Assuming the thickness of TEM samples is uniform, the contrast interpretation of HAADF STEM images will be much easier. For instance, Figure 4486a shows an image obtained from a structure with multilayers with SrRuO3 and SrTiO3 materials. In this image, the intensity scales with the atomic number Z of the compound and therefore, the bright layers correspond to SrRuO3, whereas the darker layers consist of SrTiO3. By changing a line (not shown) plot to a rectangle plot in Digital Micrograph (in case Gatan interface is used), the intensity profiles are made in which the peaks correspond to the SrRuO3 layers in Figure 4486a (B). The background intensity (indicated by the red line) is an indication of the sample thickness, suggesting the sample thickness on the right-hand side is slightly thinner. Note that the reason why a rectangle plot can be used instead of a line plot is that the materials in each material layer are identical, meaning either SrRuO3 or SrTiO3. However, the intensity profile in Figure 4486a (B) will be noisier if a line plot is used.
Figure 4486a. HAADF-STEM images of a multilayer sample, obtained
along the direction indicated by the white rectangle (adapted from ).
However, in many cases, HAADF images not only present Z-contrast but also include other contrasts, which can even result in contrast reversal. For instance, Figure 4486b shows the double perovskite-rocksalt oxide La2CuSnO6 (LCSO) with Cu2+ and Sn4+ ions determined by X-ray analysis. The La–La distance around the Cu ion is slightly shorter than that around the Sn ion, because the CuO6 octahedrons are slightly distorted by the Jahn–Teller effect. The alternation of CuO6 and SnO6 octahedral layers and the buckling of the CuO2 and SnO2 sheets induce a monoclinic superstructure with the lattice parameters of a = 0.8510, b = 0.7815, c = 0.7817 nm (corresponding to 2a0 x 2a0 x 2a0), and β = 91.151°. Note there are four non-equivalent La atoms with different atomic coordinates and Debye–Waller factors (MLa1 = 0.0056 nm2, MLa2 = 0.005 nm2, MLa3 = 0.0042 nm2, and MLa4 = 0.0081 nm2) in a unit cell .
Figure 4486b. The double perovskite-rocksalt oxides La2CuSnO6 (LCSO) determined by X-ray analysis: (a) b-axis and (b) c-axis projections. 
Figure 4486c shows HAADF-STEM images of LCSO along the b- and c-axis projections, respectively. Table 4486 lists the factors affecting the HAADF contrast of the atoms. A large Debye–Waller factor reduces the depth of atomic potentials, resulting in broadening of the atomic image in HAADF . Furthermore, this effect may lead to decrease in the high-angle scattering probability.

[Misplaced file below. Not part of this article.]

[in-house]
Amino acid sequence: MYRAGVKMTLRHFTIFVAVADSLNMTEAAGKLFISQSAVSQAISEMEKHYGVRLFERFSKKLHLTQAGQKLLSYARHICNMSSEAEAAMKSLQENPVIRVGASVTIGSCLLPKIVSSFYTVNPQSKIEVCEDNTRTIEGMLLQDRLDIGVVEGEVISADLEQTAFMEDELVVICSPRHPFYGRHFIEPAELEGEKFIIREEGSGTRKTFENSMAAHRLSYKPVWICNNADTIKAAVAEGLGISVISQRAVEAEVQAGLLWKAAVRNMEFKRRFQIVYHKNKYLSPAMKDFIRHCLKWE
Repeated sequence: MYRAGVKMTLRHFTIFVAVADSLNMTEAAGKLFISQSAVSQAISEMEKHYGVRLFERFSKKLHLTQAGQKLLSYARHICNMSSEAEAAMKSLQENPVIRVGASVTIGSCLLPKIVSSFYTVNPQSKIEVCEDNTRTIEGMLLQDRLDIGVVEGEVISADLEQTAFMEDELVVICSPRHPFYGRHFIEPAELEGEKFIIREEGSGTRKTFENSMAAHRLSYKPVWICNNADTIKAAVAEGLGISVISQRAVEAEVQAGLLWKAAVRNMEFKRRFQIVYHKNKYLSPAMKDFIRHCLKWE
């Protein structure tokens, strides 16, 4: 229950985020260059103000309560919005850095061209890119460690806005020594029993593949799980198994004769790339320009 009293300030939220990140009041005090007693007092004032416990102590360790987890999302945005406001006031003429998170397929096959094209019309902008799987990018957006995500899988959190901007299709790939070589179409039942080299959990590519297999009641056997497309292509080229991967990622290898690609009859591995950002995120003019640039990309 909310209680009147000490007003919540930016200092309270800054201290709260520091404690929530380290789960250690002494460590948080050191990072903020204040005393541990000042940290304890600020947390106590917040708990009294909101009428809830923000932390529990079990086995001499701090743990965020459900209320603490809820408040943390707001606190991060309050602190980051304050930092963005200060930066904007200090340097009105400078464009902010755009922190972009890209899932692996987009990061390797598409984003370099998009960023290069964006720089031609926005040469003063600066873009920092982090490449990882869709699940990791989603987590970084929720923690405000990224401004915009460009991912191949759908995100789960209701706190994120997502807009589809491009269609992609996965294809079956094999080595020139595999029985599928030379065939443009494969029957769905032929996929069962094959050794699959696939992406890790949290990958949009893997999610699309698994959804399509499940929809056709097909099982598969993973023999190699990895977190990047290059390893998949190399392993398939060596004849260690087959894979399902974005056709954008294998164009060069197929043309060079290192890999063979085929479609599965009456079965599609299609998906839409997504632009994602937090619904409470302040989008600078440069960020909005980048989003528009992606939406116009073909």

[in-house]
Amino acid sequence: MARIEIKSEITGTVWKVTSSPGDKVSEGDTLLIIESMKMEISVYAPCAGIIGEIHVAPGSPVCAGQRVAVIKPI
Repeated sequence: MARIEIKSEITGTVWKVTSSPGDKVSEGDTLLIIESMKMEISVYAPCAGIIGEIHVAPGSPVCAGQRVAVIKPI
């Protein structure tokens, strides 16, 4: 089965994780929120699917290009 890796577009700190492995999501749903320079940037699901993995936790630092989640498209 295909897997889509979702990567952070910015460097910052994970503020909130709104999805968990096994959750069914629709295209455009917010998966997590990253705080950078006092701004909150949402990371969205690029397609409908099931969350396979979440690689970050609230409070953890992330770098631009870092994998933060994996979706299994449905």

Even though the atomic number of La is larger than that of Sn, Haruta et al.  concluded that in the case of b-axis projection, the Sn columns are brighter than the La columns because of the channeling effect and the difference of Debye–Waller factors between the Sn and La atoms, while in the case of c-axis projection, the intensity of the Sn column appears brighter than that of the La columns only because of the effect of Debye–Waller factors.
Figure 4486c. HAADF-STEM images of LCSO along the b- and c-axis projections, respectively. The contrasts in the circles represent the contrasts of the relevant atoms in the HAADF images. Adapted from 
Table 4486. Factors affecting the HAADF contrast of the atoms.
||Debye–Waller factors (nm2) of atoms in one unit cell
The probe forming aperture in STEM is often compared to the objective aperture in parallel beam illumination in CTEM. The effect of aperture size on the CTF for HAADF STEM imaging is a much more complex issue. The point spread function is proportional to the square of the probe wavefunction and not the wavefunction itself (as in Bright field CTEM). The response to increasing the aperture size is non-linear and affects all spatial frequencies, not just the highest. The phase errors at large angles to the optic axis essentially are mixed in to the lower frequencies, degrading both contrast and image localization.
Although the HAADF STEM imaging offers an excellent alternative due to its Z-contrast, unwanted diffraction contrast in some degree, depending on the crystalline structure and elements in the specimen, still presents in general and affects the purity of Z-contrast.
For many complex compounds, one need to carefully select the observation direction for HAADF-STEM imaging in order to correctly analyze the Z-contrast of different elements with closer atomic numbers. In such cases, they need to first study the crystalline structure with simulators to figure out the crystal orientation in which each atomic column contains a single type of elements only. On the other hand, the number of atoms in a single atomic column may also need to be taken into account.
Figure 4486d shows the integrated ADF-STEM intensities versus strain amplitude of crystalline silicon (Si) over LAADF and the HAADF detectors. The LAADF signal increases when a strain field is introduced in LAADF image for thick TEM samples, while the HAADF signal stays essentially constant as strain amplitude increases.
|Figure 4486d. Integrated ADF-STEM intensities versus strain amplitude over LAADF and the HAADF detectors, respectively. 
 High-Quality Sample Preparation by Low kV FIB Thinning for Analytical TEM Measurements, Sara Bals, Wim Tirry, Remco Geurts, Zhiqing Yang, and Dominique Schryvers, Microsc. Microanal. 13, 80–86, (2007).
 M.T. Anderson, K.R. Poeppelmeier, Chem. Mater. 3 (1991) 476.
 M. Haruta, H. Kurata, H. Komatsu, Y. Shimakawa, S. Isoda, Effects of electron channeling in HAADF-STEM intensity in La2CuSnO6, Ultramicroscopy 109 (2009) 361–367.
 G.R. Anstis, D.Q. Cai, D.J.H. Cockayne, Ultramicroscopy 94 (2003) 309.
 Zhiheng Yu, David A. Muller, and John Silcox, Study of strain fields at a-Si/c-Si interface, J. Appl. Phys. 95, 3362 (2004).